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Apollo 13 10th Anniversary DVD release

"The Moon is essentially gray, no color. It looks like plaster of Paris, like dirty beach sand with lots of footprints in it.”
Captain Jim Lovell, former NASA astronaut

In 1970, the country shared a rare moment of unity as they watched television images of a shattered space capsule fighting its way back to Earth. Captain Jim Lovell of the space shuttle Apollo 13 recorded his harrowing adventure in a book, Lost Moon: The Perilous Voyage of Apollo 13, which captured the detailed experiences of this true American space cowboy. Twenty-five years later, these moments came alive again for an entire new generation in the Ron Howard-directed film, Apollo 13, starring Tom Hanks as Captain Lovell, along with Bill Paxton, Kevin Bacon, Gary Sinise, Ed Harris, and Kathleen Quinlan. An instant audience favorite and box office success, the film rocketed to Academy Award nominations for best film (it lost to Braveheart), best supporting actor (Harris) and actress (Quinlan), and snatched the statue for best film editing and sound mixing.

Another decade has passed, and Apollo 13 is re-discovering its role as a depiction of American history with the release of the 10th Anniversary Edition DVD. At a recent “re-launch” event, simultaneous IMAX screenings of the film took place at the California Science Center and the Kennedy Space Center. Following the screenings was a live satellite question and answer session with Tom Hanks and producer Brian Grazer in Los Angeles, and Ron Howard and Captain Jim Lovell in Cape Canaveral, moderated by renowned film historian/critic/all-around expert, Leonard Maltin.

The two-disc set includes both the original theatrical release and the IMAX experience version, along with a “making of” featurette entitled, “Lost Moon: The Triumph of Apollo 13,” and two never-before-seen bonus extras: “Lucky 13: The Astronaut’s Story,” which recounts the actual events of the disaster, and “Conquering Space: The Moon and Beyond,” which explores the past 45 years of the space program. Feature commentary is available from Ron Howard, as well as from Jim and Marilyn Lovell. “I think we now are the repository of everything there is to know about Apollo 13,” laughs Hanks.

For Lovell, the man who immortalized the phrase, “Houston, we have a problem,” revisiting this experience is as vividly powerful as ever. “[Tom] Hanks was a space enthusiast, a closet astronaut… he did superb job. He managed to capture the emotions and everything that was so important to bring that story across.”

The whole experience of revisiting Apollo 13 is a bit “déjà vu-ey,” according to Quinlan, and it is reminiscent of original release when the film surpassed all expectations. “I think it’s still resonates way that it did when it first came out,” says Hanks. “[Audiences] know that those three guys are alive, that they made it home, but still the details of it are gripping.” Grazer, who is working with Hanks and Howard again on the upcoming Da Vinci Code, admits, “We didn’t actually expect that people in 1995 would have the interest that they did… But I guess people are very interested in the human experience.”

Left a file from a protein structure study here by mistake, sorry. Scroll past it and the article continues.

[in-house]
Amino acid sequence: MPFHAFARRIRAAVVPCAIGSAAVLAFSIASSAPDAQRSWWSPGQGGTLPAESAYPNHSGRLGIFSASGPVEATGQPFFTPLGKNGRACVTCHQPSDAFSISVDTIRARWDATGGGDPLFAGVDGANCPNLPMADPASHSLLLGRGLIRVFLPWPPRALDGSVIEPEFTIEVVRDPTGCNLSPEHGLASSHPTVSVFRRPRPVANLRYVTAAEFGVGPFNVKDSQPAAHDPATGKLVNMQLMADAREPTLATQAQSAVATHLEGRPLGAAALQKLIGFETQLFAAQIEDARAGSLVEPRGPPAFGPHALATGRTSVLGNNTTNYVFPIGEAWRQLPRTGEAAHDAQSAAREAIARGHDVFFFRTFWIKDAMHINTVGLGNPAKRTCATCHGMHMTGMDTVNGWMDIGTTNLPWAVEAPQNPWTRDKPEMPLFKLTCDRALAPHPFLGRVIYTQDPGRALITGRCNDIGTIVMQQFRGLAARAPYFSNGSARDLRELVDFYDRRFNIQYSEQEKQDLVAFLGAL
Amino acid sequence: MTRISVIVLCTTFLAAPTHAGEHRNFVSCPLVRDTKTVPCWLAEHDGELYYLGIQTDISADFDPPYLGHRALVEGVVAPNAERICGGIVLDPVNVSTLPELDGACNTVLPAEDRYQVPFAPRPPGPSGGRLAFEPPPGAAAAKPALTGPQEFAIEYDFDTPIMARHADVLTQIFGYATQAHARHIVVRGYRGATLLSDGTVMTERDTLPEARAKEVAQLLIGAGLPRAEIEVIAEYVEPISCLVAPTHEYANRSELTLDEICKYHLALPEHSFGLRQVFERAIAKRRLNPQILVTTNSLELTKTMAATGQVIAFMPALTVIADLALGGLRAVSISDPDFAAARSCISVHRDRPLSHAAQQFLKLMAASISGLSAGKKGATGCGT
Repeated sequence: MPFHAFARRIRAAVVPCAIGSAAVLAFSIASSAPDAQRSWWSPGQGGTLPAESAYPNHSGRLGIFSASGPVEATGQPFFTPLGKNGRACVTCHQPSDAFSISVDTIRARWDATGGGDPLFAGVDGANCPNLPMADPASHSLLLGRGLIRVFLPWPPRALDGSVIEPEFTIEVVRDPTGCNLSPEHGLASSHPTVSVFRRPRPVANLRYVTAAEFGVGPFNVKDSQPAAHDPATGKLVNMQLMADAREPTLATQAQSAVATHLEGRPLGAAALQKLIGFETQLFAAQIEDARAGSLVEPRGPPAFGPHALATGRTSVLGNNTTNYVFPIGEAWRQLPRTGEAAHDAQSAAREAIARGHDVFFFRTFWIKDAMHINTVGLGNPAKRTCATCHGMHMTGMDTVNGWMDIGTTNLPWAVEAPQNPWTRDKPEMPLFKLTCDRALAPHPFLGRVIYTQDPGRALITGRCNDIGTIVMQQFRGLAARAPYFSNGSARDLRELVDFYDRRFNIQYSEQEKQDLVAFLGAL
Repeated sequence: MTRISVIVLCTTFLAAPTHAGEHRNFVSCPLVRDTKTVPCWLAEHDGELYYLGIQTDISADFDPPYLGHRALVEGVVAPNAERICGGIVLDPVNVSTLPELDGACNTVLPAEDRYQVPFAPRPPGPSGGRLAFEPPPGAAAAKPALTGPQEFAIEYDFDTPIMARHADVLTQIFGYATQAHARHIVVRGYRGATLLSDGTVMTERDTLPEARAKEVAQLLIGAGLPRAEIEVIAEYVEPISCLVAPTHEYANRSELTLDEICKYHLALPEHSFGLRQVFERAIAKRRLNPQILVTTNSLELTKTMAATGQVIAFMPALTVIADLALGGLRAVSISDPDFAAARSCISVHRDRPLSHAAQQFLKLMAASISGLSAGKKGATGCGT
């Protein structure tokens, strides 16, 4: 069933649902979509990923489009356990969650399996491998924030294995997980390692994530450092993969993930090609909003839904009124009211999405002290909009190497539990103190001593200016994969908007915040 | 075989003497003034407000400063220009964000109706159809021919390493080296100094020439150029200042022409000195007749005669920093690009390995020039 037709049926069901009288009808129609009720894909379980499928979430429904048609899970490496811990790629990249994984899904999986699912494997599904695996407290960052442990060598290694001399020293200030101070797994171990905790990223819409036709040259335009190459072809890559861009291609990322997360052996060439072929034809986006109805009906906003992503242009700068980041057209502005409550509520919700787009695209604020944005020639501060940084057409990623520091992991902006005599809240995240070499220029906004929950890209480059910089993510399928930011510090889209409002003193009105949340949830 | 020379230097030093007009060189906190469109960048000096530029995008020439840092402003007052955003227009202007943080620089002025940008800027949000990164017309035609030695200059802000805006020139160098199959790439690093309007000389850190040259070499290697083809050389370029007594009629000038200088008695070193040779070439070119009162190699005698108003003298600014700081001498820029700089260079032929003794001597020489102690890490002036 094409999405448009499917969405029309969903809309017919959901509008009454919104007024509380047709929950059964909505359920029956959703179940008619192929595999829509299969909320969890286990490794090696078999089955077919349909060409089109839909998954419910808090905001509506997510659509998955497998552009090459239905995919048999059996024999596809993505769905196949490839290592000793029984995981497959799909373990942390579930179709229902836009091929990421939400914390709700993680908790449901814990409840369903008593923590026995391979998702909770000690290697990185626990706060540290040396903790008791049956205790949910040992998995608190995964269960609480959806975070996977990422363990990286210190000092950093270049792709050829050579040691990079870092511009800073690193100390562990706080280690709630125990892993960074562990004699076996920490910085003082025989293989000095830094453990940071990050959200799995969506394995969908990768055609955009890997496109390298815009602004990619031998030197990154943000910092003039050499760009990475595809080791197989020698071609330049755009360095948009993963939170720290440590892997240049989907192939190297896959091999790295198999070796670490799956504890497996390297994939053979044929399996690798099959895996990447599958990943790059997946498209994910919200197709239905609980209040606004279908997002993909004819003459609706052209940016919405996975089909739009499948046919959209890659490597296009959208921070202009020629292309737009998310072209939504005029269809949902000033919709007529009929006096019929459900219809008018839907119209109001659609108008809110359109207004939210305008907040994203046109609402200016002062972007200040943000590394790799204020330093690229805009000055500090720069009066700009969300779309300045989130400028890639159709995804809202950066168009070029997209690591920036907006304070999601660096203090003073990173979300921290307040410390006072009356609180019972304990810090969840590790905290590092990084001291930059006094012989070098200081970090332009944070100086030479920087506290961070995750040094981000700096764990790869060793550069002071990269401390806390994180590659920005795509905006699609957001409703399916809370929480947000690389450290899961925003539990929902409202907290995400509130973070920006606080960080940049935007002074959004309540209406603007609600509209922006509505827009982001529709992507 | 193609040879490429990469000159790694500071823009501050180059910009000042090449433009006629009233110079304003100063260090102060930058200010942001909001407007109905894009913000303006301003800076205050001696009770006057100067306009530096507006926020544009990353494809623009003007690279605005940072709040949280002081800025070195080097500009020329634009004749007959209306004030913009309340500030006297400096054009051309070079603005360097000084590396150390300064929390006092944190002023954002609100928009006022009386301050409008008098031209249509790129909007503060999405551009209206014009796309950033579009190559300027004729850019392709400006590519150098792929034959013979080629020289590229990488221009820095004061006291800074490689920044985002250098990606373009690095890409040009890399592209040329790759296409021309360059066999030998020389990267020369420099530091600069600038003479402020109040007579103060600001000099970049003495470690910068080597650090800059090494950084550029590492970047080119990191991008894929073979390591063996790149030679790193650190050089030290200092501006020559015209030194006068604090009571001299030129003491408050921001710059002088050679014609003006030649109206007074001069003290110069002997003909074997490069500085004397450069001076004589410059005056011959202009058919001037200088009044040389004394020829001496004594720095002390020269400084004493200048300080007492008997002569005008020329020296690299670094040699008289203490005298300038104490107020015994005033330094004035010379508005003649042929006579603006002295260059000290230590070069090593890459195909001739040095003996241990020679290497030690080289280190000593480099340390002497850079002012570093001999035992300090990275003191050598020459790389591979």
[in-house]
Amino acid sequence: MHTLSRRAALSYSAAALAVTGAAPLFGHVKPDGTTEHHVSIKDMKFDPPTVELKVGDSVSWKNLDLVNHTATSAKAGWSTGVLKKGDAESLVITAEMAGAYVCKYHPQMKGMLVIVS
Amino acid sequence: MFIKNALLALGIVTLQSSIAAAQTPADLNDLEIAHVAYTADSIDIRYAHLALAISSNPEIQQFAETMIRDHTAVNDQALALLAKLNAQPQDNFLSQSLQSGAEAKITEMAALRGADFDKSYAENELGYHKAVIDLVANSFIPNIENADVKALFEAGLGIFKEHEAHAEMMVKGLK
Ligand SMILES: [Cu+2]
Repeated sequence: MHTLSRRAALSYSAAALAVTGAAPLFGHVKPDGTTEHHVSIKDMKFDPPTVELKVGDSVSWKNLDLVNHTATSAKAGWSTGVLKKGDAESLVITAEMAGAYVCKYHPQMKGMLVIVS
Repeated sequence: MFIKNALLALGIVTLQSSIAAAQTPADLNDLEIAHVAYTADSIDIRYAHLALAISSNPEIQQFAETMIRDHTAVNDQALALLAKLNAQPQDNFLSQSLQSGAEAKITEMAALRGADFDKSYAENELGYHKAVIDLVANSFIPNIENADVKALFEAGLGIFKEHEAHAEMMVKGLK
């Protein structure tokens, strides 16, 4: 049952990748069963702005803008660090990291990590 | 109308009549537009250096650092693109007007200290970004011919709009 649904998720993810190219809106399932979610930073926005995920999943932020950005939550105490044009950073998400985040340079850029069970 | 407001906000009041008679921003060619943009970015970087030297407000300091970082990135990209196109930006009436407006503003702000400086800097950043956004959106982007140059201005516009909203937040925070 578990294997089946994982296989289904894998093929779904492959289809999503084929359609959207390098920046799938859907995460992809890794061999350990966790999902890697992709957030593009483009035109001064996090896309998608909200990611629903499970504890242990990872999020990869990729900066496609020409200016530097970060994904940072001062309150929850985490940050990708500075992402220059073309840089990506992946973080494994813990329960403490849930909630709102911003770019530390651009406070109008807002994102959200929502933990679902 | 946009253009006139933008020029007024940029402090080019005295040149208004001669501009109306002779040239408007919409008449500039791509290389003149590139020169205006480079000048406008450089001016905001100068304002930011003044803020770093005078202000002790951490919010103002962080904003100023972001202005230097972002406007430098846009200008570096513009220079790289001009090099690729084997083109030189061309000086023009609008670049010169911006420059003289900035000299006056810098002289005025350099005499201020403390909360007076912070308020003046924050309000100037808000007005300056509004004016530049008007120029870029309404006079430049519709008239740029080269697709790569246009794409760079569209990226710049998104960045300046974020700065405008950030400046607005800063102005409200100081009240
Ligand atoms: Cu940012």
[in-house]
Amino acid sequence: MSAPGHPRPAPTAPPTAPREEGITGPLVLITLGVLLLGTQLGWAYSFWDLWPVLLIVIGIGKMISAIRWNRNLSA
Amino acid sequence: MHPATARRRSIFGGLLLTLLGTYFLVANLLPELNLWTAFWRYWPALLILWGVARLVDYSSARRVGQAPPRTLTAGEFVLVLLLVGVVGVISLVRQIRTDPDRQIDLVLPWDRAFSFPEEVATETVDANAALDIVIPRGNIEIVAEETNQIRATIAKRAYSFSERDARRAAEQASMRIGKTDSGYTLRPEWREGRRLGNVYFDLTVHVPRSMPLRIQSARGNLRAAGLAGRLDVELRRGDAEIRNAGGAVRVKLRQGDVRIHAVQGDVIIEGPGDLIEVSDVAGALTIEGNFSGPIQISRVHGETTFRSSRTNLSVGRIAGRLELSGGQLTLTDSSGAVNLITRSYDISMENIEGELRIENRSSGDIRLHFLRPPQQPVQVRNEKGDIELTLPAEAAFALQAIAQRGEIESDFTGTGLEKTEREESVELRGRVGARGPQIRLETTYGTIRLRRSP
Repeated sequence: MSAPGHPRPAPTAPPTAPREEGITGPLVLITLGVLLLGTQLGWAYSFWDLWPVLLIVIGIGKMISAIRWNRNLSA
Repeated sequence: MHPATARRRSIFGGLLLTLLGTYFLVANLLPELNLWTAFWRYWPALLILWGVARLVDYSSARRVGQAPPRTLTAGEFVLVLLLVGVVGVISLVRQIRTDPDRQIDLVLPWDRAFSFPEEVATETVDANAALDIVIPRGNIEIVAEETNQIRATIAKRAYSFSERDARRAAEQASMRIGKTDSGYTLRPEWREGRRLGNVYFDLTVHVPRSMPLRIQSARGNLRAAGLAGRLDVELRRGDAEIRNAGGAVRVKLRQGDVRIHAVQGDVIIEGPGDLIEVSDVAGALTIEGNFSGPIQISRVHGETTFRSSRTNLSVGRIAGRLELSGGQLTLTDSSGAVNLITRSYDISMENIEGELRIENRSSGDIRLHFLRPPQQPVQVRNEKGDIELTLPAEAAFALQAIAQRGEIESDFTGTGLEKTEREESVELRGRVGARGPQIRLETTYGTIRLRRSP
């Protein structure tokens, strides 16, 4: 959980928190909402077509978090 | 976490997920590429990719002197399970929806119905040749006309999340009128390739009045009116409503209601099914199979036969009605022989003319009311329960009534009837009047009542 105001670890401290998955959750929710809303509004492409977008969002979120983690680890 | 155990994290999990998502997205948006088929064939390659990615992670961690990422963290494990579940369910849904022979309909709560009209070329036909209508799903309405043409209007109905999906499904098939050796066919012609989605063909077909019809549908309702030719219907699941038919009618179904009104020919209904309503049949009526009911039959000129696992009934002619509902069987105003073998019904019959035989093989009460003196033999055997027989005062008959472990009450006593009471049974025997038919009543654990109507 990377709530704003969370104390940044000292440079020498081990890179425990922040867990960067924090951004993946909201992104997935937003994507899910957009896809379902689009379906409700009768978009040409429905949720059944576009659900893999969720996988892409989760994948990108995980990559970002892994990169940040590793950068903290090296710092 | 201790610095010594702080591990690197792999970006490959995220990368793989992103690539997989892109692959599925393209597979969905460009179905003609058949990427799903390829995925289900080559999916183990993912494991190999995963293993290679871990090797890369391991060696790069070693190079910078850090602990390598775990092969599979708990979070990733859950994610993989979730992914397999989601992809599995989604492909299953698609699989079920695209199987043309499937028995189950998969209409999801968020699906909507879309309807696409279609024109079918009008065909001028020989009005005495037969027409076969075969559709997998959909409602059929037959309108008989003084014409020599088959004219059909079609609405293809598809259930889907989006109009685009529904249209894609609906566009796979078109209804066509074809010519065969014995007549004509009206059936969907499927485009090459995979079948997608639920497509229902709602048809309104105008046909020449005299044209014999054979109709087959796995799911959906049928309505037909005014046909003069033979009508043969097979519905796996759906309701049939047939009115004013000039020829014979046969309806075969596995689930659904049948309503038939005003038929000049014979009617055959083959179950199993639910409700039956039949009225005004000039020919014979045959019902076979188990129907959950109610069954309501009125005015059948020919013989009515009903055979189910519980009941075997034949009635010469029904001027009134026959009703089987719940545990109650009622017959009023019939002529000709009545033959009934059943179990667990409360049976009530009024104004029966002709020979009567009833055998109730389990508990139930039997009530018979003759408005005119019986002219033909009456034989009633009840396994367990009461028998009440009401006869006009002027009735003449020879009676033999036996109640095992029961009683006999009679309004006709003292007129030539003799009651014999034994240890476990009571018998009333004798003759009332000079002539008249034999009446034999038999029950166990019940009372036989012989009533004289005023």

Howard (who actually looks like he’s getting younger) agrees that, even with all its cinematic bells and whistles, Apollo 13 is more than just another sensationalist movie. “The story works on a number of levels: On the one hand, it’s this authentic recreation of an extraordinary event. On the other hand, it’s a classic story of trying to get home, trying to find your way home.” Still, he is pleased that this was one of his career-defining moments, including the fact that some of the shuttle scenes were actually filmed at zero gravity: “We had to pass a physical and written test, and jump through a lot of hoops to do it… We got clearance to do something that no other film had done,” he says. With this groundbreaking accomplishment, along with a stunning scene of the shuttle’s takeoff (“We were able to give it a little cinematic flourish… I’m very proud of that sequence”) Apollo 13 went, well, where no film had gone before. The 10-year anniversary DVD release is an exhilarating blend of accurate historical detail and emotional human drama that is a treat for film buffs, history geeks, and space freaks alike.

The two-disc Apollo 13 Anniversary Edition DVD is available from Universal Studios Home Entertainment. $22.98. Running time 2 hours and 20 minutes feature, 1 hour and 56 minutes IMAX version

Read DVD Talk's Review of Apollo 13 - 10th Anniversary Edition

- Sarika Chawla

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